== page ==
The National Aeronautics and Space Administration (NASA), an agency involved heavily in sensor innovation, also isn’t sponsoring or developing environmental contamination innovation, a spokesman said.

The National Institute of Standards and Technology and the Environmental Security Technology Certification Program, an agency that has traditionally funded vapor intrusion assessment research, didn’t respond to Bloomberg BNA requests for comment.

But other experts questioned whether a lack of demand is restraining innovation.

“What we have is a chicken and egg problem,” the Center for Public Environmental Oversight’s Siegel said. “The regulators don’t require these technologies because they aren’t quite on the market yet, and the companies aren’t pushing, at least, the portable ones; they’re reluctant to develop them because there’s no requirement for them.”

On top of that, the possibility remains that the EPA may reverse its cardiac defect guidance, Hartman said.

“That may take away the demand, or [threshold standards] might go up enough that maybe some of these sensors can get low enough.

That’s all speculation,” he said.



Superfund Connection?



The EPA’s looming finalization of the rule (RIN:2050-AG67) to add vapor intrusion to the Hazard Ranking System under Comprehensive Environmental Response, Compensation and Liability Act, better known as Superfund, is generating more interest in and concern for sub-surface hazards.

And while the EPA Region 9 TCE guidance is the most potent precipitator, the Superfund listing may in part drive the push for technological innovation, the experts said.

“This [regulatory development] is not likely to be the last one. With each additional incremental step in the regulation and highlighting of the exposure pathway, you’re going to see more and more developments in the science and technology,” Jeff Carnahan, a vapor intrusion expert with EnviroForensics, an environmental engineering company that represents dry cleaners, told Bloomberg BNA.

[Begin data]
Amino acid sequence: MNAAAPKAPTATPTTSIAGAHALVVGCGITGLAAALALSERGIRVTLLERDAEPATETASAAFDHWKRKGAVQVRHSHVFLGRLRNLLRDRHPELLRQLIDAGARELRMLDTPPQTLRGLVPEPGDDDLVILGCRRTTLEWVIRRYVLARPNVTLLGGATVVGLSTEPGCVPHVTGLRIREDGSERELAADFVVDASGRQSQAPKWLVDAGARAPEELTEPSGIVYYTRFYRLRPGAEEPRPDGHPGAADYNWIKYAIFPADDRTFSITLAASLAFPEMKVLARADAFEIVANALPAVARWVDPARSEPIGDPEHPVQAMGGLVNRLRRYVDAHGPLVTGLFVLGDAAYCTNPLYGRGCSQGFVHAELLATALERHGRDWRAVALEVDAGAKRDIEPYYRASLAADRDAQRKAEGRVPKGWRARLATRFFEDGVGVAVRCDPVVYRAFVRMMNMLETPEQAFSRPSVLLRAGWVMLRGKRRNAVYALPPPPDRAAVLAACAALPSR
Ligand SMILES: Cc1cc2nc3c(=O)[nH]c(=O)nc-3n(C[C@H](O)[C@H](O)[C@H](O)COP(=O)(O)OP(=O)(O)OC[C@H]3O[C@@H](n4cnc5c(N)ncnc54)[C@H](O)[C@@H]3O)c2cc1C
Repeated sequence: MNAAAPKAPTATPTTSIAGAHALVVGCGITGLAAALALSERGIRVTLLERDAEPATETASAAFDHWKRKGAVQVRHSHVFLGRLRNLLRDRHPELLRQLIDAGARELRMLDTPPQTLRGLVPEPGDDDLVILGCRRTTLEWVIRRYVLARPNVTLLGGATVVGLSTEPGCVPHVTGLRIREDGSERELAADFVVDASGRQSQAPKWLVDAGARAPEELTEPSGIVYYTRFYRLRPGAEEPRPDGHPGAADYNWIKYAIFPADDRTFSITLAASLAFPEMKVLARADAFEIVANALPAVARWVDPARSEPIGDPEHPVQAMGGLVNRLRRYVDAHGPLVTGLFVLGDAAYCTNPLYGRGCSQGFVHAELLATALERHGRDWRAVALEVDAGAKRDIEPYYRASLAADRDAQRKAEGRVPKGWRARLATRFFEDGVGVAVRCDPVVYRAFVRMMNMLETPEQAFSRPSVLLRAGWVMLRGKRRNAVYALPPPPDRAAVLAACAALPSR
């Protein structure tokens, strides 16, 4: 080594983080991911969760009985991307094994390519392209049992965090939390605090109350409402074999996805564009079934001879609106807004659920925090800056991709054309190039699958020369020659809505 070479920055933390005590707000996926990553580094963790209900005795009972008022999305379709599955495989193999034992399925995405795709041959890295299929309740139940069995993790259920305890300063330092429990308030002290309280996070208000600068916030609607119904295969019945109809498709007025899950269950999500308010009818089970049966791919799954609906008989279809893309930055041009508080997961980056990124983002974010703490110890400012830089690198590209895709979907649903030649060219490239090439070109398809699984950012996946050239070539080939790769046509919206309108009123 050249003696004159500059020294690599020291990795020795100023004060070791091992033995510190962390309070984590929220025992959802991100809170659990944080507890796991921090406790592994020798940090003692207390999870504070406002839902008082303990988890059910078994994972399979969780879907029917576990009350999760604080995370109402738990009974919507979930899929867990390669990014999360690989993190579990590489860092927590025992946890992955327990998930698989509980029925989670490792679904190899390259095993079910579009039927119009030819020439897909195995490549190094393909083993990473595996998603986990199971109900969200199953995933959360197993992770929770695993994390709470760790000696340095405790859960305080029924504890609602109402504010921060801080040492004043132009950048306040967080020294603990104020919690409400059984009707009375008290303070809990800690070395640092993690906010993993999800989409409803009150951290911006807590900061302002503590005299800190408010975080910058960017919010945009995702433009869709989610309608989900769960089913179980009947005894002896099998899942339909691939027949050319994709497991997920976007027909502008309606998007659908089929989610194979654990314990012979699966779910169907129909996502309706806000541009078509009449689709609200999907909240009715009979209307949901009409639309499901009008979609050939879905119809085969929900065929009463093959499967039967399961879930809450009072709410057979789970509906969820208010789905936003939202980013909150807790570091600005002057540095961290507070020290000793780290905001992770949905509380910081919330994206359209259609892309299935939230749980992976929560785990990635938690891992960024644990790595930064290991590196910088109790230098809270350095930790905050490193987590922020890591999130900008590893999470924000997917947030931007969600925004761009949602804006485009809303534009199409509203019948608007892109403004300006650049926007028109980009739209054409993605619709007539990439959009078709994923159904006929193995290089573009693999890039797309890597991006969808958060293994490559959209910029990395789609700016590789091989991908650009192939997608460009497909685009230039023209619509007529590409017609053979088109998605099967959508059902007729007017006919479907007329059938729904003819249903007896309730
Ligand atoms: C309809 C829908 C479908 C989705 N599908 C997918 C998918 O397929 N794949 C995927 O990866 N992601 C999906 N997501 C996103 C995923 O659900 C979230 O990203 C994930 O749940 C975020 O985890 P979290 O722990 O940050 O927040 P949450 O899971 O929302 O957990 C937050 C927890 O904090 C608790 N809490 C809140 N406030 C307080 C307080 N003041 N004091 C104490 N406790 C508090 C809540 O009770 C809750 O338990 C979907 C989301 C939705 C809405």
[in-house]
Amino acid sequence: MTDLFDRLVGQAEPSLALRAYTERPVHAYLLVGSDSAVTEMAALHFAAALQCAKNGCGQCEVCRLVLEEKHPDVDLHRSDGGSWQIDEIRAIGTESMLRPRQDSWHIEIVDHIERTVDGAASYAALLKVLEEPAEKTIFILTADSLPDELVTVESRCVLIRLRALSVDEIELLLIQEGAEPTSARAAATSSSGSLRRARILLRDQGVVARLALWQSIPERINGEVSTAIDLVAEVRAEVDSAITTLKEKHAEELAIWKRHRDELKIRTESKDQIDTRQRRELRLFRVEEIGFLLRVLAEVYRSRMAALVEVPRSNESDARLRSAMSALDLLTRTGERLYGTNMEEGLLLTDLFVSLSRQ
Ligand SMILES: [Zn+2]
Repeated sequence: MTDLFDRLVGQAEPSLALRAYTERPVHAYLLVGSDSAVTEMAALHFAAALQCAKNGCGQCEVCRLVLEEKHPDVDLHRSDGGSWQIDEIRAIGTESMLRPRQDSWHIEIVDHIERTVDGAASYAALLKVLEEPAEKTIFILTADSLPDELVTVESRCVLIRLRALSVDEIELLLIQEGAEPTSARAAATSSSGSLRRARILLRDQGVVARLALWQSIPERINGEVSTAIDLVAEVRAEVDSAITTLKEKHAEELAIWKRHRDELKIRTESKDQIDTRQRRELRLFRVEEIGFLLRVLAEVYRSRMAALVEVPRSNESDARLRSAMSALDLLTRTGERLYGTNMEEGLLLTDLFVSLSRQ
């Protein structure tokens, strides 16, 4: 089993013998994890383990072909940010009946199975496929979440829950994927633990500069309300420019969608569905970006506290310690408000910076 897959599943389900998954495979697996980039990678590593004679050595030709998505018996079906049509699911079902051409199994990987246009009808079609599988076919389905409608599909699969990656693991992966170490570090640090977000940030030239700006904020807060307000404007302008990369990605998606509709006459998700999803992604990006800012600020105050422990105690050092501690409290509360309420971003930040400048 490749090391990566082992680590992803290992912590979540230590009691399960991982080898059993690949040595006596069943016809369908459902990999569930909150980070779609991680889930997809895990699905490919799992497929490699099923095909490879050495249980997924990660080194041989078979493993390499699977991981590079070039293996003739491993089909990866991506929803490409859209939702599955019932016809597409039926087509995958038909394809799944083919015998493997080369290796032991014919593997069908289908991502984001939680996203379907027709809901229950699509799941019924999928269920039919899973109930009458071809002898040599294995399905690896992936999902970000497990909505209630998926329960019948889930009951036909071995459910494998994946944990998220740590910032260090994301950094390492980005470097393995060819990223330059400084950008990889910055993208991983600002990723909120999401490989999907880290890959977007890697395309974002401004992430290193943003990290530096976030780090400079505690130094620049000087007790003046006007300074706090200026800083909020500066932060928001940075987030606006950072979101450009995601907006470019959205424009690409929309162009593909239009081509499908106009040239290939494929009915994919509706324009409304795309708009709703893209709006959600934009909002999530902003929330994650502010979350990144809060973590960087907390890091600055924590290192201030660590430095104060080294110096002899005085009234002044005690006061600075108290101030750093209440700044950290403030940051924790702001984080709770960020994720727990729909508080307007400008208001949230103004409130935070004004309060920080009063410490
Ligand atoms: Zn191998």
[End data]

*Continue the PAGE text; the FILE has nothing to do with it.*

Technological improvements may actually, however, unveil a smaller risk posed by sub-surface contaminants, Siegel said.



Source of Contamination

“If [the source of contamination] turns out to be a can of gun cleaner, than you know where it’s coming from. If it’s a crack in the floor, you know where it’s coming from,” he said, referring to household items that may emit contamination. “This is actually a major issue at a lot of sites where they find something but they don’t know whether it’s really vapor intrusion.”

The rulemaking doesn’t call for revisitation of current Superfund sites or those proposed and deleted.

A decision to include revisitation mandates would have been a game-changer for innovation demand though, Kram said.

“The regulators have to adopt a balanced position, as they do not want to unnecessarily burden the regulated community with high compliance costs,” he said. “Their current policies indicate that they are convinced that acute TCE exposures of low concentrations can be harmful. In addition, they acknowledge that conditions are dynamic. This creates a significant challenge regarding the methods they are currently accepting for acute TCE related risk characterization.”

EnviroForensics Attending MWDLA Annual Convention This Weekend

It’s been a whirlwind couple of days at EnviroForensics. In the midst of the major move from our current headquarters to our new one, we’re also getting ready for one of the biggest weekends of the year, the annual Midwest Drycleaning and Laundry Association Convention!!